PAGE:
Premenstrual Syndrome (PMS)
PMS is a condition that affects over 80% of women in the United States but is undiagnosed by most physicians. Most physicians recognize 5% of women who suffer from severe PMS. Severe depression, irritability, and mood swings during the last two weeks of the menstrual cycle can interfere with a woman’s ability to function at home and work. The cost of this interference can mean career difficulties, loss of income, diminished parenting abilities, and troubled relationships with spouses, and other social acquaintances. The other 75% of women go undiagnosed by the medical establishment. Conventional medicine has not agreed upon a specific cause for PMS, which makes doctors skeptical about its existence. At the same time, PMS is presently so commonplace that it is considered to be a normal occurrence. The treatment of PMS is directed toward eliminating symptoms. Doctors prescribe anxiolytics and antidepressants for anxiety and depression, diuretics for water retention, Motrin for breast pain and menstrual cramps, and birth control pills for other symptoms such as bleeding. The inadequacy of treatment, the skepticism about the existence of PMS, and the lack of a feasible explanation for PMS symptoms by conventional medicine make this a subject not readily discussed by most physicians with their patients.
The diagnosis of PMS requires only one of the following symptoms: mild psychological discomfort, bloating and weight gain, breast tenderness, swelling of hands and feet, various aches and pains, poor concentration, sleep disturbance, and change in appetite. The symptom must occur only in the luteal phase (the two weeks prior to the beginning of the menses) of the menstrual cycle, peak shortly before menstruation and cease with the onset of menstrual flow or soon after. This was the criterion used to diagnose PMS according to the Tenth Revision of the International Classification of Diseases.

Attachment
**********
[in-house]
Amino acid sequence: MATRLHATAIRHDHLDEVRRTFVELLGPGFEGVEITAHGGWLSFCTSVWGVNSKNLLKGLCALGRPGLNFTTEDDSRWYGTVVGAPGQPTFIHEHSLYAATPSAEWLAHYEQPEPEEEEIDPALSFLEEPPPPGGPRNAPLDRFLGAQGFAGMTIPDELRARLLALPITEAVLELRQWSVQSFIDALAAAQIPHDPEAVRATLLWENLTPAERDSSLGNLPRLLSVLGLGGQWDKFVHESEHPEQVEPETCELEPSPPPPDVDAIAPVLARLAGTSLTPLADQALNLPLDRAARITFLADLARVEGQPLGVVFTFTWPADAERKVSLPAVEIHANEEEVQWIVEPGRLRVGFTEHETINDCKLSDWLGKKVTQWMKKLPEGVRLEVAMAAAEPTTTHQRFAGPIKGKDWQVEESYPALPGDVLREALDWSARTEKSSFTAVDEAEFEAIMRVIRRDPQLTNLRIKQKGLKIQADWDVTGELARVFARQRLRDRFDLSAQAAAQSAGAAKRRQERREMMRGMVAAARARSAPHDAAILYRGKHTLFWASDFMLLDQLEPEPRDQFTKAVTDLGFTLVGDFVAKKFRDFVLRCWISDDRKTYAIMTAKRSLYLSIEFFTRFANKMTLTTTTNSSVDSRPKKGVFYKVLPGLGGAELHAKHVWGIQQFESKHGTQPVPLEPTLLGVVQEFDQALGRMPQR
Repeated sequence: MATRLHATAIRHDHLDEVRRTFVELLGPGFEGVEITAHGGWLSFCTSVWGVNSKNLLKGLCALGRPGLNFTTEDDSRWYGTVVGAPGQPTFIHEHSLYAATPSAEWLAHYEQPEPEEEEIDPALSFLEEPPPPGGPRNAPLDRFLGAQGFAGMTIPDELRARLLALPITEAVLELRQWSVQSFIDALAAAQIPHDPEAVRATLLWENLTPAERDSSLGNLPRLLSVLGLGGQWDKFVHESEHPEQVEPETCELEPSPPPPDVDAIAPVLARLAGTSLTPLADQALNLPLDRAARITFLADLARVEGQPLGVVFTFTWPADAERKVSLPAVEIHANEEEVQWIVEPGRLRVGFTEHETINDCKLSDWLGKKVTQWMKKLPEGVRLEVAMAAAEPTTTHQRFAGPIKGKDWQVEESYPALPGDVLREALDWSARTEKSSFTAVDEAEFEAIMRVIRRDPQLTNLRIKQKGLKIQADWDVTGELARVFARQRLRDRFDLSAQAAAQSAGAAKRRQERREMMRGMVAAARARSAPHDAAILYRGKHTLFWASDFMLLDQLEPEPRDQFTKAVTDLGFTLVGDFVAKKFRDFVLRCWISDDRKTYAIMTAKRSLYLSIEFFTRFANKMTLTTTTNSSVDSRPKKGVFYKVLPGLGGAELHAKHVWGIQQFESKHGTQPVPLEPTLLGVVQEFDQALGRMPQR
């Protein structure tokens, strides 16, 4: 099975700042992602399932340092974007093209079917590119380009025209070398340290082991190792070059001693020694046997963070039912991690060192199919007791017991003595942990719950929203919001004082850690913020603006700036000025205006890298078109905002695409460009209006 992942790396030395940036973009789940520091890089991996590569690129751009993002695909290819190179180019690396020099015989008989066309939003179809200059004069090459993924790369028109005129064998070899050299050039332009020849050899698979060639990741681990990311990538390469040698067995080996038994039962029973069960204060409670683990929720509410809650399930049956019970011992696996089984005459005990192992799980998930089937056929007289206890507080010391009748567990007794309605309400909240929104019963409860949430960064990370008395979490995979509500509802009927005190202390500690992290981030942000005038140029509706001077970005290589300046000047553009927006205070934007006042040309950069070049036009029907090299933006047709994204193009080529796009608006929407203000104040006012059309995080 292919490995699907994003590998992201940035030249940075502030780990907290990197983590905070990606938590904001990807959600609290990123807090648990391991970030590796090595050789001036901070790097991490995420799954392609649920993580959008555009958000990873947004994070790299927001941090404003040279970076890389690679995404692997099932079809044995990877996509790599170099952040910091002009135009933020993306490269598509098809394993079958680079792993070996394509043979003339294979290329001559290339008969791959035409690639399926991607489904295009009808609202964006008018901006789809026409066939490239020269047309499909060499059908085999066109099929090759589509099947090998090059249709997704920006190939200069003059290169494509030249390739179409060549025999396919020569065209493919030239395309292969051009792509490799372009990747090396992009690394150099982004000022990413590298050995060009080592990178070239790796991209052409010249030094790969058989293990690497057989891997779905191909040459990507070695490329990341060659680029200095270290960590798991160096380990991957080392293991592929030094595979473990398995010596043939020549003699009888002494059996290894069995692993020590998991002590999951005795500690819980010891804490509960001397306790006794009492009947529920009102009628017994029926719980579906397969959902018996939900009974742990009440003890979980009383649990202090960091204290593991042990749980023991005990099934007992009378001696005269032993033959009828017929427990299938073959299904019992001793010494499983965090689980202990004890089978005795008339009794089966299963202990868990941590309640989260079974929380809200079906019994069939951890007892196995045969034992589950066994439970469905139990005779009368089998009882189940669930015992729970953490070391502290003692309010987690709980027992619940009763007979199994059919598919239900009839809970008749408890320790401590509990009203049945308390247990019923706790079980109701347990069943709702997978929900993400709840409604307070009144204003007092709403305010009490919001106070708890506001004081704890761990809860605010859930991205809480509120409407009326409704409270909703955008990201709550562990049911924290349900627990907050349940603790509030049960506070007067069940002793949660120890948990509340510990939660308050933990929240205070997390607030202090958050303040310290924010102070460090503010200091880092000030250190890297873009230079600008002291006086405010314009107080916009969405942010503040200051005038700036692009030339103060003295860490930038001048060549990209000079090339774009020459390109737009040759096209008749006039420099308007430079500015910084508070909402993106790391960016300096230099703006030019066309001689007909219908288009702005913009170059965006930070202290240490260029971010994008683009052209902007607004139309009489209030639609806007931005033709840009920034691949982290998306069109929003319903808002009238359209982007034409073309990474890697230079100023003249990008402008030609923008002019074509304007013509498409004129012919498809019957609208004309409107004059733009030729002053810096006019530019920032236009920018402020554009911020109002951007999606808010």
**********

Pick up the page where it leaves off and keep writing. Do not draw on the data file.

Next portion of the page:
PMS is a condition that affects over 80% of women in the United States but is undiagnosed by most physicians.
Categories of PMS Symptoms
The symptoms of PMS are grouped into four clusters. The first cluster of symptoms includes tension, anxiety, mood swings, and nervousness. Sixty-eight to seventy percent of women with PMS complain of these symptoms. There are several studies that show an association between progesterone deficiency and anxiety. In the body, pregnanolone and allopregnanolone are derived from progesterone. These chemicals behave like sedative drugs i.e. Xanax, Prozac, Zoloft, and barbiturates. These drugs are often prescribed for women with PMS. The majority of patients prescribed Prozac and other selective serotonin reuptake inhibitors (SSRI’s) are women between the ages of 25 to 50. These are also the same age ranges in which women commonly complain about PMS symptoms. A recent study suggests that synthetic SSRI’s are helpful in the treatment of PMS because they increase the level of allopregnanolone. In other words, these drugs are mimicking the effect of progesterone. Allopregnanolone binds to GABA receptors, in the brain. Just like any hormone, allopregnanolone must have a receptor that recognizes it in the brain. This GABA receptor also responds to barbiturates and SSRI’s, which diminish anxiety and depression.
Studies show that the mental symptoms of PMS are worse in women with markedly elevated estrogen levels during the luteal phase (two weeks prior to menstruation). Remember our discussion about the proper 20 to 1 ratio of estrogen to progesterone. These studies also showed that if the estrogen level exceeded the normal estrogen/progesterone ratio, PMS symptoms increased. Another recent study showed that if higher amounts of SHBG are available to bind estrogen, the symptoms of PMS are lessened. SHBG was increased in this study by dietary changes. Increasing SHBG decreases the amount of active estrogen, which restores the normal estrogen/progesterone ratio.